About Cornerstone Research

For more than 25 years, Cornerstone Research staff have provided economic and financial analysis and expert testimony in all phases of complex litigation and regulatory proceedings. The firm’s industry-leading research is recognized for its innovative reporting on securities class actions and modeling of settlement outcomes. Cornerstone Research staff have expertise in trade execution and pricing, risk management, market microstructure, public and private equity and fixed income, structured finance, and derivatives.

Cornerstone Research has 450 staff and offices in Boston, Chicago, Los Angeles, Menlo Park, New York, San Francisco, and Washington.

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New York—A new report by Cornerstone Research in conjunction with Latham & Watkins LLP provides a first-ever comprehensive analysis of the characteristics of opt-out securities cases. In these cases, at least one putative class member excludes itself from the class in order to pursue a separate lawsuit against the defendant. Not surprisingly, plaintiffs are more likely to bring opt-out cases stemming from larger class action settlements. About 53 percent of class actions with class settlements of at least $500 million had at least one related opt-out case, compared with 3 percent of all class action settlements.

“This paper sheds new light on the prevalence of opt-out cases from securities class actions,” said Adel Turki, a senior vice president of Cornerstone Research and head of the firm’s finance practice. “While opt-outs are still infrequent, the large impact they can have on class action cases should not be ignored.”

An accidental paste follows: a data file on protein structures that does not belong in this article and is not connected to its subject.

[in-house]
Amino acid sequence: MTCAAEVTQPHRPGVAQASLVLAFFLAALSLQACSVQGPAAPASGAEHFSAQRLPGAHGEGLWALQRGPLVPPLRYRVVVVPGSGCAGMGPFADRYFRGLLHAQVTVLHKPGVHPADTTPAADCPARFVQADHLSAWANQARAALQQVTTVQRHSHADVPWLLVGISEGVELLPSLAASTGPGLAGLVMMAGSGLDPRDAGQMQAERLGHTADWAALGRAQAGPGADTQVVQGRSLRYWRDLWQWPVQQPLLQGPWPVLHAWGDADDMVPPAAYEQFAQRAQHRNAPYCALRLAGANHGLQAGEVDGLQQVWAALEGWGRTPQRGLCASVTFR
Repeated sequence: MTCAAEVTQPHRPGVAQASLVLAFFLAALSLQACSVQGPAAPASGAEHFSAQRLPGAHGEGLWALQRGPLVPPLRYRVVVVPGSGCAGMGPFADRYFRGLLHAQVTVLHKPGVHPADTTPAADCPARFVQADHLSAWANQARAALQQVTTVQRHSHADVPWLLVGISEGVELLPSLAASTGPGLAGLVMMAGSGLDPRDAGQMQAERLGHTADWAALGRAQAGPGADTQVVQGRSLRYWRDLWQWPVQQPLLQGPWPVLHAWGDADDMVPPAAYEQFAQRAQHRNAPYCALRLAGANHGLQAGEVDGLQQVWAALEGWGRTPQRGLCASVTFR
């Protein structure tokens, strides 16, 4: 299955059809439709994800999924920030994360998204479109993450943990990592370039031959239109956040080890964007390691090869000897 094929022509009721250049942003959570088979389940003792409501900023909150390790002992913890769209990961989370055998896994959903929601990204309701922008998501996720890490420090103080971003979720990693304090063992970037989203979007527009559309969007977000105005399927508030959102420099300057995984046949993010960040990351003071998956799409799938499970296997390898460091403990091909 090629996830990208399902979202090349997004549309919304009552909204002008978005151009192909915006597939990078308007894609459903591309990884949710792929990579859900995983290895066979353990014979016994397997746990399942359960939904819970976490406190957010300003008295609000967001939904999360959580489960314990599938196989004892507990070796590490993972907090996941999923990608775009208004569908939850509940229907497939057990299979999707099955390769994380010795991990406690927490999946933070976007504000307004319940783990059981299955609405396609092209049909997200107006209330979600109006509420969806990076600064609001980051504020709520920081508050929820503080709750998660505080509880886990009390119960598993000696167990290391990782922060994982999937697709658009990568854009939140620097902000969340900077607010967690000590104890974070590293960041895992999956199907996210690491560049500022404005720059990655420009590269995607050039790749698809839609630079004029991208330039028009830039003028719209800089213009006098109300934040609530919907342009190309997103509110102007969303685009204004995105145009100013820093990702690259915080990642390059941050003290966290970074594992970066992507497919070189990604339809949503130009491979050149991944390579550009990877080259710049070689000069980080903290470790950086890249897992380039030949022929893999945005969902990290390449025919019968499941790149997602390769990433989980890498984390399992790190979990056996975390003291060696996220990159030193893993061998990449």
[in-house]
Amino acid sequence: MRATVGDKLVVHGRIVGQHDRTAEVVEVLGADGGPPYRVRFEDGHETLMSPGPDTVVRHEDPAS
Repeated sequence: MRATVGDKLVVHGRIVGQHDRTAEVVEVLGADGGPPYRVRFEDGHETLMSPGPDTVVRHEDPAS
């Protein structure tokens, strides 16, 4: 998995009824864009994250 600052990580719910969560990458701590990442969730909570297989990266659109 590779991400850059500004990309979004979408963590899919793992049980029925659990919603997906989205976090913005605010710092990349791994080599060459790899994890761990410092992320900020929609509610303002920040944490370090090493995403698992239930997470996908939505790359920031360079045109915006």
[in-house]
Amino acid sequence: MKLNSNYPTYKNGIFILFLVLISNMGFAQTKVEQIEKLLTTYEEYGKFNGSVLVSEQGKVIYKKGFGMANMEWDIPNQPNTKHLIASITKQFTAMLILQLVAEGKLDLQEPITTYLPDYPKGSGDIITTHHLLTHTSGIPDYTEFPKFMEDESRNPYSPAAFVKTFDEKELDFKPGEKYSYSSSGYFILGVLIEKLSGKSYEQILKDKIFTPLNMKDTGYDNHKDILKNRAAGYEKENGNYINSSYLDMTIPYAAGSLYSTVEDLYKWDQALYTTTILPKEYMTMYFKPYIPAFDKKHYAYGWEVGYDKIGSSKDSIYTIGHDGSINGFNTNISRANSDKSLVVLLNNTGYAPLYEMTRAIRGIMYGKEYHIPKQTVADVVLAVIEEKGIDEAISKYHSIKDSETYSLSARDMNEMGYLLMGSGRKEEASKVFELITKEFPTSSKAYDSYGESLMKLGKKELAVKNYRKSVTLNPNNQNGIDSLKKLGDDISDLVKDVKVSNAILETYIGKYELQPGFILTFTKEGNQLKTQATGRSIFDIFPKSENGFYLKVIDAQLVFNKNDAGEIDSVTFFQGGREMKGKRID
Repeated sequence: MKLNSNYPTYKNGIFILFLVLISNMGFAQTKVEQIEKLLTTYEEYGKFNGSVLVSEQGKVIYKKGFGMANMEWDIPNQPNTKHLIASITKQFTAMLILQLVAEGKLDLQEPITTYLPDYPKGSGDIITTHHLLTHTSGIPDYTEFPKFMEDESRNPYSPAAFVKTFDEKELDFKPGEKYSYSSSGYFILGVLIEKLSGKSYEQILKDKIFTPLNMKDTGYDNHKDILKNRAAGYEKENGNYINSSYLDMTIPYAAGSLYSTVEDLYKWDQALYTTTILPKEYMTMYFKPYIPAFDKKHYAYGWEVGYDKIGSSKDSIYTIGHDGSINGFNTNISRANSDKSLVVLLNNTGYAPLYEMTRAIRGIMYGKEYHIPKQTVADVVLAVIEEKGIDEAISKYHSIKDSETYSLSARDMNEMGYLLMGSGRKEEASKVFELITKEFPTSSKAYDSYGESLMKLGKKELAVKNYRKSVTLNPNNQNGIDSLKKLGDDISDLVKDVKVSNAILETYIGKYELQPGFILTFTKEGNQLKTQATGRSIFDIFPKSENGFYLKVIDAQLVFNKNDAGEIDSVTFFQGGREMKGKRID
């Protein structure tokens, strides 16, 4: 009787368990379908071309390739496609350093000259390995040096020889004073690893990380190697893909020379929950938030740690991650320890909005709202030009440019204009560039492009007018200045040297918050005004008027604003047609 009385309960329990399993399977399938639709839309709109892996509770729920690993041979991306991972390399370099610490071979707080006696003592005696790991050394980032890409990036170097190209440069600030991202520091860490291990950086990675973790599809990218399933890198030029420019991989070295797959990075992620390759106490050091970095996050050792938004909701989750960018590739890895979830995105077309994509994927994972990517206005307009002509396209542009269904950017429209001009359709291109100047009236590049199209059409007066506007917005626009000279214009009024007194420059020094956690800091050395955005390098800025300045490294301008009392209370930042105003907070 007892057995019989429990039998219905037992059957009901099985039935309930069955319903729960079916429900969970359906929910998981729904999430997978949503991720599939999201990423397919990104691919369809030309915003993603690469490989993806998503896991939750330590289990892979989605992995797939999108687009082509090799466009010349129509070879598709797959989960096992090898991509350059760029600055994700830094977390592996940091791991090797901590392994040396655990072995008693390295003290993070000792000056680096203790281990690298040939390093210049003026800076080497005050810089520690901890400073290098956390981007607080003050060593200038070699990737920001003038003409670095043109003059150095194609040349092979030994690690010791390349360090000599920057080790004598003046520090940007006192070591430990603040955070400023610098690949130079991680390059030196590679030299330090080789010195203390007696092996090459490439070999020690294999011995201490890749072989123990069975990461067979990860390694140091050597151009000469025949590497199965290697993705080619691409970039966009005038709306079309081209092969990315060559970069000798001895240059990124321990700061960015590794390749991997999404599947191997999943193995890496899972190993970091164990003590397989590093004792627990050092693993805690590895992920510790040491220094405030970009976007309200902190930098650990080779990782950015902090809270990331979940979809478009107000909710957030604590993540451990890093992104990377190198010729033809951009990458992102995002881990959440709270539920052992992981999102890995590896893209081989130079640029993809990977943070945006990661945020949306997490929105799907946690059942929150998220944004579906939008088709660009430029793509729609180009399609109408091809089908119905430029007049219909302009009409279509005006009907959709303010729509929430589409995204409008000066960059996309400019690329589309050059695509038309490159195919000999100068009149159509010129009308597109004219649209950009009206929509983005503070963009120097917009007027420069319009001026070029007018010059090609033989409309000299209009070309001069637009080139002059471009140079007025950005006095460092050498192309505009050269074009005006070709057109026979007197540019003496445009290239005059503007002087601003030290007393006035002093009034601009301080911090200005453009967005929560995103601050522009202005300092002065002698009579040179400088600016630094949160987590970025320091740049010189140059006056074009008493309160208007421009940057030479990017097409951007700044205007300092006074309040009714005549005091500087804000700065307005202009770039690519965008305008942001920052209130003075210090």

Opt-out settlement plaintiffs received an average of 12.5 percent of the value of the class action settlement and in some cases more than 20 percent. Pension funds and other institutional investors file the majority of opt-out cases.

Christopher Harris, a securities litigation partner from Latham & Watkins, noted, “One of the most interesting findings is that the bulk of opt-out settlements involved pension funds, who are trying (sometimes unsuccessfully) to increase their own payouts, but may be jeopardizing the ability of other investors to reach a settlement. Defendants may need to consider the likelihood of opt-out cases particularly in cases where a large portion of the shares are held by pension funds.”

Key Findings

  • Out of 1,272 securities class action settlements between January 1, 1996, and December 31, 2011, the report identified 38 cases in which at least one plaintiff opted out of the class action settlement and pursued a separate case against the defendant. The authors obtained opt-out settlement amount information in 21 of these 38 cases.
  • In cases with opt-outs, opt-out settlement plaintiffs received an average of 12.5 percent of the value of the class action settlement and a median of 3.8 percent.
  • The report identified six cases, the last of which settled in 2006, in which opt-out settlements exceeded 20 percent of the class action settlement value.
  • The report found seven cases with opt-out settlements above $10 million, all related to class actions that settled between November 2004 and November 2007.